Monday, November 15, 2004

Return-Salute to the Iraqi People


I am a young woman, single and never married, living in the state of Georgia in the U.S.A. I support myself by building databases and spreadsheets to process data for a company that I will not name here. I live very close to my workplace; in fact, I walk to work most days.

My voter registration states my name, my address, and the location where I am expected to vote on election days: it is a Protestant church not more than a mile away from my home. On November 2nd, because the voting location was so close, I decided to walk there.

I walked the sidewalk of a busy road for that mile, unstopped by officials of church or state, unimpeded by any detritus of war or ruins, and took such things for granted. From the moment I left my apartment, I knew with absolute assurance that I would make it safely to the election, cast my vote in privacy, and make it back home a citizen counted in the process of my country's ruling.

I passed by two "Kerry 2004" signs planted in lawns. I saw no less than thirty or forty "Bush 2004" and "Kerry 2004" bumper stickers on passing cars -- it's a busy road. Some cars had additional stickers; pro-war, anti-war, every opinion under the sun. I was a Bush supporter in a county that voted for Kerry, in a state that voted for Bush, and in an election that was widely being denounced for its divisiveness, I did not see a single sign or sticker defaced, on election day or the weeks prior.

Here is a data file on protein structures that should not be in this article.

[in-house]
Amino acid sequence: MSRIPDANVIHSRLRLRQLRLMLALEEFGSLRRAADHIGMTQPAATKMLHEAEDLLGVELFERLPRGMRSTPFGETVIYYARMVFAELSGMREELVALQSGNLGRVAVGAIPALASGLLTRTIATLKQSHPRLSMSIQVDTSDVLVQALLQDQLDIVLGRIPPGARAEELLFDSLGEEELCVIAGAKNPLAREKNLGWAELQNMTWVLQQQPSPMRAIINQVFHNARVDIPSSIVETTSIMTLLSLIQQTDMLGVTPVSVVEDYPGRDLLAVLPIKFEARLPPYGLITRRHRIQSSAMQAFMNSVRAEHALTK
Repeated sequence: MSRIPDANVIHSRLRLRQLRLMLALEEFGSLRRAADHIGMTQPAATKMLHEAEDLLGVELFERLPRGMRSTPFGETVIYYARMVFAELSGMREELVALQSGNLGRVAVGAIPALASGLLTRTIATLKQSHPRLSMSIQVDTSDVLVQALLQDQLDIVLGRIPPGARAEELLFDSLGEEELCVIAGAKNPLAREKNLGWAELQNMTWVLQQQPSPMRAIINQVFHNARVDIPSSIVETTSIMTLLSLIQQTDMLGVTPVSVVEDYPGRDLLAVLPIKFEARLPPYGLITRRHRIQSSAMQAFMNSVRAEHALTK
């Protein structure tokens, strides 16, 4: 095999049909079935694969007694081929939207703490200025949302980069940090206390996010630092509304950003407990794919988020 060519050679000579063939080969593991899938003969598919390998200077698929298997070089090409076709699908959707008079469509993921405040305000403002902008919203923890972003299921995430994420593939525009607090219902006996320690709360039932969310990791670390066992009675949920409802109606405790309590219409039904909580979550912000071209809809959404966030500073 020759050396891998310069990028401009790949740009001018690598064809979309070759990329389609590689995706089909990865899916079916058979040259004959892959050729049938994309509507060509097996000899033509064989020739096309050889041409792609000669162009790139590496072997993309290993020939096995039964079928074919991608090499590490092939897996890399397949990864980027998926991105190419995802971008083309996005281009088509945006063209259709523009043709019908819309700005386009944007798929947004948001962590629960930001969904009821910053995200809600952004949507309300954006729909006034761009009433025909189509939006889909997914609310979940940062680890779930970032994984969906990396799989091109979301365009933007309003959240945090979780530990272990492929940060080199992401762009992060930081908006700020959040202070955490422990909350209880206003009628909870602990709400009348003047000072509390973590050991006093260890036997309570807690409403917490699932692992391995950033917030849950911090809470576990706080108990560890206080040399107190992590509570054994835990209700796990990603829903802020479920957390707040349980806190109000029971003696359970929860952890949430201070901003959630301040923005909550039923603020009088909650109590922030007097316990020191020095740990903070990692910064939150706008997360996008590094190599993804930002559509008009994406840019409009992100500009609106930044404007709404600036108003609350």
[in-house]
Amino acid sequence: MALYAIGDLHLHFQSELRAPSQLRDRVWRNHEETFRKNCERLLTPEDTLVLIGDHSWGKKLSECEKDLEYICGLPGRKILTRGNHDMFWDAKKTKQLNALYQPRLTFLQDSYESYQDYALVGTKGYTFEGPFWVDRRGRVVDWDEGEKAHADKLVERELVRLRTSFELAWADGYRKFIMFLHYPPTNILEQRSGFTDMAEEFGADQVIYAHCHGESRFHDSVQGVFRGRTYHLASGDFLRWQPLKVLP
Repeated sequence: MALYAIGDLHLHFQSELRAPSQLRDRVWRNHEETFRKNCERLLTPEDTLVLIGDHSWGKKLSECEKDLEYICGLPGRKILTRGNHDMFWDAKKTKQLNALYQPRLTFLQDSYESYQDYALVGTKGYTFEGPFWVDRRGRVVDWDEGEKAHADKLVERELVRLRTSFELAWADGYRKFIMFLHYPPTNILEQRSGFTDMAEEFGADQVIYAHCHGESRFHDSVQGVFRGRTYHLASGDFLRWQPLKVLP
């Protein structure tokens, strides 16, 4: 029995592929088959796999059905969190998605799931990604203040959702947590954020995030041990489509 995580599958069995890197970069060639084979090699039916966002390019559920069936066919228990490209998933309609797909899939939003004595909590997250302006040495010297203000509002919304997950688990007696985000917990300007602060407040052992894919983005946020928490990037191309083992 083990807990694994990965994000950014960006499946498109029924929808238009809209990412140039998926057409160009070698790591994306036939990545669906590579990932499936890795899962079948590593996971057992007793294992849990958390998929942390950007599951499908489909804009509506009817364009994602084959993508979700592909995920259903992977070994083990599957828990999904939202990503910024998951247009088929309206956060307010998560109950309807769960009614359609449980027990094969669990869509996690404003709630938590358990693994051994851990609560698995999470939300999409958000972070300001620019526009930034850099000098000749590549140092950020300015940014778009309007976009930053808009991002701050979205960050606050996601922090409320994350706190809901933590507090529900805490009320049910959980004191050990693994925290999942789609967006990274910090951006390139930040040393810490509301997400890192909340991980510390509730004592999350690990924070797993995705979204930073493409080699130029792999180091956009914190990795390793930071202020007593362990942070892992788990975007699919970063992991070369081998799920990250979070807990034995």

When I arrived at the church, I saw a long line of young mothers with small children, and I followed them into a side entrance. An employee of the church spotted me, probably because I looked lost, and asked, "Are you here to vote? It's around the other side of the building." I had accidentally stumbled upon the church's daycare program. Many of the mothers voted after dropping off their children; I know this because of the stickers. When you vote in many places in the U.S., you are given a sticker that says, "I voted!" to put upon your shirt. I still remember, as a teenager, seeing that sticker on my mother's shirt on voting days, and feeling proud that my family had been represented in those elections.

On this particular November 2nd, I know that I voted, my mother voted, as well as my sister and her husband. Someday, I know that I will have three grown nephews, and they will vote as well, because our family takes pride in the electoral process.